Pulled from the Latin word vitri for glass, Vitriform3D is forming new products through 3D printing. With their patent-pending technology, they plan to make coasters, tiles, countertops, even architectural accent walls by embedding recycled glass into 3D printing. It’s a small start-up for now of only Alex Stiles and Dustin Gilmer, who may have never met without IACMI – The Composites Institute. We joke, “All roads lead to Uday Vaidya,” and in this case, it’s true. Dr. Vaidya, Chief Technology Officer for IACMI, was Alex’s advisor during his PhD program at the University of Tennessee, Knoxville (UT). In one of Uday’s many collaborations with outside research groups, Dustin and Alex first worked together on novel methods for 3D printing washout mandrels for composites
So, what gives them hope their startup will succeed? Dustin and Alex have discovered that by reducing glass to a powder, their 3D printed product is more predictable than conventional thermoplastic printed parts. Low expansion and contraction during heating makes it an excellent potential material for autoclave tooling. The binder jetting process can maintain high resolution at large scale, requiring less post-production than a typical large scale thermoplastic 3D print. The finishing process is often what adds considerable time and therefore costs to additive manufacturing. Not here. All that’s left is proving they can scale up for commercialization, which admittedly takes time and money..
Edge Learning Classify Tutorial - In-Sight 3800 Vision System
Using Carbon Capture and Storage Digital Twins for Net Zero Strategies
One of the key challenges for keeping CCS solutions economical is the cost of proving duration and reliability of storage using numerical modeling. Traditional simulators for carbon sequestration are time-consuming and computationally expensive. Machine learning models provide similar accuracy levels while dramatically shrinking the time and costs required.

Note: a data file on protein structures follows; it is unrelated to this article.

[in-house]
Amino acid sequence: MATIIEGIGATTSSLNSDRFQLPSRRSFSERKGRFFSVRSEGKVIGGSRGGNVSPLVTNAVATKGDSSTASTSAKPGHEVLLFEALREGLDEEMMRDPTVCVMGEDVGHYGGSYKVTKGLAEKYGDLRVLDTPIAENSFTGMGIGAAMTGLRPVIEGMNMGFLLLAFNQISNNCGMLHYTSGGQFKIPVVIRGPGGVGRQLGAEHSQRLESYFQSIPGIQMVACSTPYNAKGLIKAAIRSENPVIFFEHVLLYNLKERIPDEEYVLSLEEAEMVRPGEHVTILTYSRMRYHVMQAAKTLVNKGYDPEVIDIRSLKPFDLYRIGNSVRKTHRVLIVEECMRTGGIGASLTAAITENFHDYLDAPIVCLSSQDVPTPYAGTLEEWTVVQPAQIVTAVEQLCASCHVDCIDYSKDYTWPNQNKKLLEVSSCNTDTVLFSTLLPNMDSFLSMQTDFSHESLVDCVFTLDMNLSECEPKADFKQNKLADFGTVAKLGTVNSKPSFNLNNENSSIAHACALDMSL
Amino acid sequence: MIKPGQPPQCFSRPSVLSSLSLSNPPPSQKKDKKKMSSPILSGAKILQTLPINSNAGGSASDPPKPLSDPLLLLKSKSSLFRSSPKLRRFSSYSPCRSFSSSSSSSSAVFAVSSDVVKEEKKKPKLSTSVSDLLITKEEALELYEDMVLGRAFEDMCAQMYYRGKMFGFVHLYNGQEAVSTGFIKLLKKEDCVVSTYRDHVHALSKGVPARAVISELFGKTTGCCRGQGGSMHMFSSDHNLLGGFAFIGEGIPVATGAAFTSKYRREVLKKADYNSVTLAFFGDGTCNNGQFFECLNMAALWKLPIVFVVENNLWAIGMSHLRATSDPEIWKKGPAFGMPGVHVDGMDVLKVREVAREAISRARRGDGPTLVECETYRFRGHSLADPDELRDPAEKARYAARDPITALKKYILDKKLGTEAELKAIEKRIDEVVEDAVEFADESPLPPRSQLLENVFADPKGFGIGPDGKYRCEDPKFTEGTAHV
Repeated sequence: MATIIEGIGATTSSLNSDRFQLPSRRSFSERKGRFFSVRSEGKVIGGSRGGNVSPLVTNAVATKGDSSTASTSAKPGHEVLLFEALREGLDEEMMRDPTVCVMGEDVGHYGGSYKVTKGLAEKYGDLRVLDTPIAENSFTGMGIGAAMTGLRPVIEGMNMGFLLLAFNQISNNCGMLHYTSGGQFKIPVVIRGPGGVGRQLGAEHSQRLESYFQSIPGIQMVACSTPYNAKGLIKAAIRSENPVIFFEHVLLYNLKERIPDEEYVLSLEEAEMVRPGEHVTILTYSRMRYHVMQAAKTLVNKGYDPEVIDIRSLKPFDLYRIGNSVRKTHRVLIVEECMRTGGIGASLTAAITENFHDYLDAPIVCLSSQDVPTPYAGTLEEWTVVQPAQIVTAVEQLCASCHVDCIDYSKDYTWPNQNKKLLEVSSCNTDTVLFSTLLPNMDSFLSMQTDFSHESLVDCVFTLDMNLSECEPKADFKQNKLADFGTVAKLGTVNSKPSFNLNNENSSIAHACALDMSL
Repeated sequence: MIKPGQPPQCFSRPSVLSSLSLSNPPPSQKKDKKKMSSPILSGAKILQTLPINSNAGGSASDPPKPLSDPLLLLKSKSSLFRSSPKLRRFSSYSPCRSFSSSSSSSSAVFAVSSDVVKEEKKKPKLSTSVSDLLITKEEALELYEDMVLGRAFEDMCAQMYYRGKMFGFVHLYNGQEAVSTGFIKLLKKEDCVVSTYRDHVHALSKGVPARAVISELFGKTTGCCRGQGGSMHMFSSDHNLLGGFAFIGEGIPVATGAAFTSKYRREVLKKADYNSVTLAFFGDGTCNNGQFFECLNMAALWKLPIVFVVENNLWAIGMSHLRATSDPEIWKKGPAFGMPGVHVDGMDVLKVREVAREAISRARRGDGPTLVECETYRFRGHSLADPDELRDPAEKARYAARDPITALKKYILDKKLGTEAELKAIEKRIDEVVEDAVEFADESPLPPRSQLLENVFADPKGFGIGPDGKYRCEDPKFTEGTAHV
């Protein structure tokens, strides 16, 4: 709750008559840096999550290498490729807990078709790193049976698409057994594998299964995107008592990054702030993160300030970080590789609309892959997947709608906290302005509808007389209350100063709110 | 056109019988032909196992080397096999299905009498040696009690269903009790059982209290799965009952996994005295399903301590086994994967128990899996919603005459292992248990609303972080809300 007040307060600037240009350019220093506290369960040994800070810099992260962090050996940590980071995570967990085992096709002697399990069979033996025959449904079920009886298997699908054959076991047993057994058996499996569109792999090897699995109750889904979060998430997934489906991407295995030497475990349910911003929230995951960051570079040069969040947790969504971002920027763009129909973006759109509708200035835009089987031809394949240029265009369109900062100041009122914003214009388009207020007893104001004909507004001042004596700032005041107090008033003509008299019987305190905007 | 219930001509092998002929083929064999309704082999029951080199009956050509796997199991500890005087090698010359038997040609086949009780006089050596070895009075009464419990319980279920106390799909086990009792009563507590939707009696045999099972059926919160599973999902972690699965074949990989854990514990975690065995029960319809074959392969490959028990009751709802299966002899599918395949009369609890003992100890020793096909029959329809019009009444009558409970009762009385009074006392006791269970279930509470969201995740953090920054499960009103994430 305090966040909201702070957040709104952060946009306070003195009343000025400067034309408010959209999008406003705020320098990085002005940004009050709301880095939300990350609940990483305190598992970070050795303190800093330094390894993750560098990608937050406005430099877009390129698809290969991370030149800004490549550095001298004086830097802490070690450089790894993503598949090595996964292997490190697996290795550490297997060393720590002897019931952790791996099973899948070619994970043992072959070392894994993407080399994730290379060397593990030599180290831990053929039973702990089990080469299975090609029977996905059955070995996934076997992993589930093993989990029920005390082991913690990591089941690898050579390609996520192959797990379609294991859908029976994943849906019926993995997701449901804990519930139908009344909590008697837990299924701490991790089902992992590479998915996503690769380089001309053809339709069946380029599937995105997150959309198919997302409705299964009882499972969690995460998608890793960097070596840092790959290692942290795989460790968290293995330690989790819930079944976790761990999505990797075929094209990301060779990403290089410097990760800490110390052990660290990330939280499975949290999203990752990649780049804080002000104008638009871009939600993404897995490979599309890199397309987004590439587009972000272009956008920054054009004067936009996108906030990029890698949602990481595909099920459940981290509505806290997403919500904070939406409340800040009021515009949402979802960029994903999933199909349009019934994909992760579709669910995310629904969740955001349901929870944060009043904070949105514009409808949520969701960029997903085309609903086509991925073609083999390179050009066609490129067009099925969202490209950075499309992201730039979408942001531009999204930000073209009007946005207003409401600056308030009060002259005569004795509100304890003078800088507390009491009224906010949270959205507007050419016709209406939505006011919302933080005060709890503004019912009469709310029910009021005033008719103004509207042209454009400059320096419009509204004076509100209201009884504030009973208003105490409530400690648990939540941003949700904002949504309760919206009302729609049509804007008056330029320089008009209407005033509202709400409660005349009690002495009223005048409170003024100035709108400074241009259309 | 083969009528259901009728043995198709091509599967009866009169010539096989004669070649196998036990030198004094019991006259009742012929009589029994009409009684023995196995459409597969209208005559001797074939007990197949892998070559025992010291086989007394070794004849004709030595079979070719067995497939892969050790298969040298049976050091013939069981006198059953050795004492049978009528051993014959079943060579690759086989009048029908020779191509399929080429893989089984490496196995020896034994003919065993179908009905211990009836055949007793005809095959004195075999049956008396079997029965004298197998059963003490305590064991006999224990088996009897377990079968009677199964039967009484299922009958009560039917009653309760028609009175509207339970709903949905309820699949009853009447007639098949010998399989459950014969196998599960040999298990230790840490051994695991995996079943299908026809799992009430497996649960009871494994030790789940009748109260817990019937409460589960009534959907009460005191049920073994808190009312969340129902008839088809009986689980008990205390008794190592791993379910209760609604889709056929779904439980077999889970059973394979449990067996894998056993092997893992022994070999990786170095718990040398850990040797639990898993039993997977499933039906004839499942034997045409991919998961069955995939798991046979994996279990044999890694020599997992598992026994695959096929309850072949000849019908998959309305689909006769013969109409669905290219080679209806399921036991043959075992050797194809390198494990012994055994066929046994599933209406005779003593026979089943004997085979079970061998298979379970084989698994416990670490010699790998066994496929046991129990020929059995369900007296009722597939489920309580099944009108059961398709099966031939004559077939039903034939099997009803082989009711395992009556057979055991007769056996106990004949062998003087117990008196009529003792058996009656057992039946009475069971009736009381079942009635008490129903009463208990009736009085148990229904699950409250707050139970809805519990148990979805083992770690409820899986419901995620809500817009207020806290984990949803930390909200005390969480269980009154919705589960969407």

This post presents a new approach to carbon capture and storage that is substantially close to what is needed in industrial settings. It is readily available for real-world applications using NVIDIA Modulus and NVIDIA Omniverse. This CCS approach works on high-resolution, two-meter digital twin simulations over large spatial domains, handles a varying number of injection wells, and considers dipping and heterogeneous reservoirs. Most importantly, this new CCS method handles multiple wells and their interactions.
How Digital Twins are Shaping the Future of Defense System Design
The longer that military aircraft, combat tanks, and warships continue in service, the more difficult it becomes to manufacture or source their required parts. Maintaining a healthy supply chain and ensuring optimal performance can, therefore, become increasingly difficult. Since manufacturers can produce exact parts based on a digital model, the DoD is turning to digital twin technology to reduce lead time on part acquisition.
Another challenge is working with more sensitive IP, for example, in military system design and development as mentioned above. Having a fully functioning digital twin creates a serious cybersecurity threat since anyone gaining access to the digital twin could arguably recreate the product in the physical world. This potential threat requires putting limits in place regarding access to various aspects of the digital model, further complicating the idea of data creation, ownership, and access.
Weekly mergers, partnerships, and funding events across industrial value chains
Covariant raises $75M for its AI-powered warehouse robots
Covariant, a startup developing warehouse robots that can be deployed faster than traditional automation hardware, has raised $75 million in funding. The company disclosed the investment today. The capital was provided as an extension to a Series C round that it had originally announced in 2021. Radical Ventures and Index Ventures co-led the new investment, while five other institutional backers contributed as well.
Everstream Raises $50M in Series B Funding to Accelerate Global Supply Chain Sustainability